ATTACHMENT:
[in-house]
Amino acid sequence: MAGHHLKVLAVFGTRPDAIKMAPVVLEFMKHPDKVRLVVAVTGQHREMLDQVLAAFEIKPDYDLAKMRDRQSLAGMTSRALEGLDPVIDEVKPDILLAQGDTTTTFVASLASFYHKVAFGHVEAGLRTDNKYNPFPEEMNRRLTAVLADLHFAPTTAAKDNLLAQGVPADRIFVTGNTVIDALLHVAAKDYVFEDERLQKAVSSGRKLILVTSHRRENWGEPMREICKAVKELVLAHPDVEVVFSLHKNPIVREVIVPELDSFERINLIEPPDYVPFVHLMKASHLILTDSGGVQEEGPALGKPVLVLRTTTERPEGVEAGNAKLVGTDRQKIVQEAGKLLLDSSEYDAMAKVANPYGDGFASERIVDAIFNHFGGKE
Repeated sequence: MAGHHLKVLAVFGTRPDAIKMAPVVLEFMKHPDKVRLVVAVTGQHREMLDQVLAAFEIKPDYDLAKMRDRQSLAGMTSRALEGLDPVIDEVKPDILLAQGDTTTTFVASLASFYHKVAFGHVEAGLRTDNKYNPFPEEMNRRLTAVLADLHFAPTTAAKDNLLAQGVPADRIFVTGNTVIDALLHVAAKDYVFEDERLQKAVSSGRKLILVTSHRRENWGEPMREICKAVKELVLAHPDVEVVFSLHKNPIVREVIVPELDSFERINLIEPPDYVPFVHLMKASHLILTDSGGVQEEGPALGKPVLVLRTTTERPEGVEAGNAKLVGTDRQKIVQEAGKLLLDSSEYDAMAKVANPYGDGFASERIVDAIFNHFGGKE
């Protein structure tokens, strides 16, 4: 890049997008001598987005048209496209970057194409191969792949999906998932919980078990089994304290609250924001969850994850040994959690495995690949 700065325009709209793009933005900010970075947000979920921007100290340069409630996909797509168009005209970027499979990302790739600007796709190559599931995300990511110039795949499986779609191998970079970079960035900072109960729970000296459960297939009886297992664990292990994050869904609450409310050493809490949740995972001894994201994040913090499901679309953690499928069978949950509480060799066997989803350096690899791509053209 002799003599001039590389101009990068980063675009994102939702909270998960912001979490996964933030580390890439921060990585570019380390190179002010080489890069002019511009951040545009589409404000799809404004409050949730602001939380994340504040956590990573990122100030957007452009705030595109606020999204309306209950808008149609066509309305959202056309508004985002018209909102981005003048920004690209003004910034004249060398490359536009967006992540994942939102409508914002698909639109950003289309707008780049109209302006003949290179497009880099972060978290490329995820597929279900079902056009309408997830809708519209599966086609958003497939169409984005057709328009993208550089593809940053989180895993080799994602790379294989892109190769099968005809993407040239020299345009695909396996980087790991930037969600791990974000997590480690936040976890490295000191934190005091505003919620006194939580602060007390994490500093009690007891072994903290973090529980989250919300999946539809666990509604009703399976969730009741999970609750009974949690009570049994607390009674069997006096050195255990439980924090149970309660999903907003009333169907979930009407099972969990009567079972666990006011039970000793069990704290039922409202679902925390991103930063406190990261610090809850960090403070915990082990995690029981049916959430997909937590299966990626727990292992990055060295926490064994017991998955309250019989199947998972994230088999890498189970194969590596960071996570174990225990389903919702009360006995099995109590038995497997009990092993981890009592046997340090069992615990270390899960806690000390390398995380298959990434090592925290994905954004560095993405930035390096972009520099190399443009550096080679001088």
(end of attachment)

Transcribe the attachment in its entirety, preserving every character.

[in-house]
Amino acid sequence: MAGHHLKVLAVFGTRPDAIKMAPVVLEFMKHPDKVRLVVAVTGQHREMLDQVLAAFEIKPDYDLAKMRDRQSLAGMTSRALEGLDPVIDEVKPDILLAQGDTTTTFVASLASFYHKVAFGHVEAGLRTDNKYNPFPEEMNRRLTAVLADLHFAPTTAAKDNLLAQGVPADRIFVTGNTVIDALLHVAAKDYVFEDERLQKAVSSGRKLILVTSHRRENWGEPMREICKAVKELVLAHPDVEVVFSLHKNPIVREVIVPELDSFERINLIEPPDYVPFVHLMKASHLILTDSGGVQEEGPALGKPVLVLRTTTERPEGVEAGNAKLVGTDRQKIVQEAGKLLLDSSEYDAMAKVANPYGDGFASERIVDAIFNHFGGKE
Repeated sequence: MAGHHLKVLAVFGTRPDAIKMAPVVLEFMKHPDKVRLVVAVTGQHREMLDQVLAAFEIKPDYDLAKMRDRQSLAGMTSRALEGLDPVIDEVKPDILLAQGDTTTTFVASLASFYHKVAFGHVEAGLRTDNKYNPFPEEMNRRLTAVLADLHFAPTTAAKDNLLAQGVPADRIFVTGNTVIDALLHVAAKDYVFEDERLQKAVSSGRKLILVTSHRRENWGEPMREICKAVKELVLAHPDVEVVFSLHKNPIVREVIVPELDSFERINLIEPPDYVPFVHLMKASHLILTDSGGVQEEGPALGKPVLVLRTTTERPEGVEAGNAKLVGTDRQKIVQEAGKLLLDSSEYDAMAKVANPYGDGFASERIVDAIFNHFGGKE
């Protein structure tokens, strides 16, 4: 890049997008001598987005048209496209970057194409191969792949999906998932919980078990089994304290609250924001969850994850040994959690495995690949 700065325009709209793009933005900010970075947000979920921007100290340069409630996909797509168009005209970027499979990302790739600007796709190559599931995300990511110039795949499986779609191998970079970079960035900072109960729970000296459960297939009886297992664990292990994050869904609450409310050493809490949740995972001894994201994040913090499901679309953690499928069978949950509480060799066997989803350096690899791509053209 002799003599001039590389101009990068980063675009994102939702909270998960912001979490996964933030580390890439921060990585570019380390190179002010080489890069002019511009951040545009589409404000799809404004409050949730602001939380994340504040956590990573990122100030957007452009705030595109606020999204309306209950808008149609066509309305959202056309508004985002018209909102981005003048920004690209003004910034004249060398490359536009967006992540994942939102409508914002698909639109950003289309707008780049109209302006003949290179497009880099972060978290490329995820597929279900079902056009309408997830809708519209599966086609958003497939169409984005057709328009993208550089593809940053989180895993080799994602790379294989892109190769099968005809993407040239020299345009695909396996980087790991930037969600791990974000997590480690936040976890490295000191934190005091505003919620006194939580602060007390994490500093009690007891072994903290973090529980989250919300999946539809666990509604009703399976969730009741999970609750009974949690009570049994607390009674069997006096050195255990439980924090149970309660999903907003009333169907979930009407099972969990009567079972666990006011039970000793069990704290039922409202679902925390991103930063406190990261610090809850960090403070915990082990995690029981049916959430997909937590299966990626727990292992990055060295926490064994017991998955309250019989199947998972994230088999890498189970194969590596960071996570174990225990389903919702009360006995099995109590038995497997009990092993981890009592046997340090069992615990270390899960806690000390390398995380298959990434090592925290994905954004560095993405930035390096972009520099190399443009550096080679001088």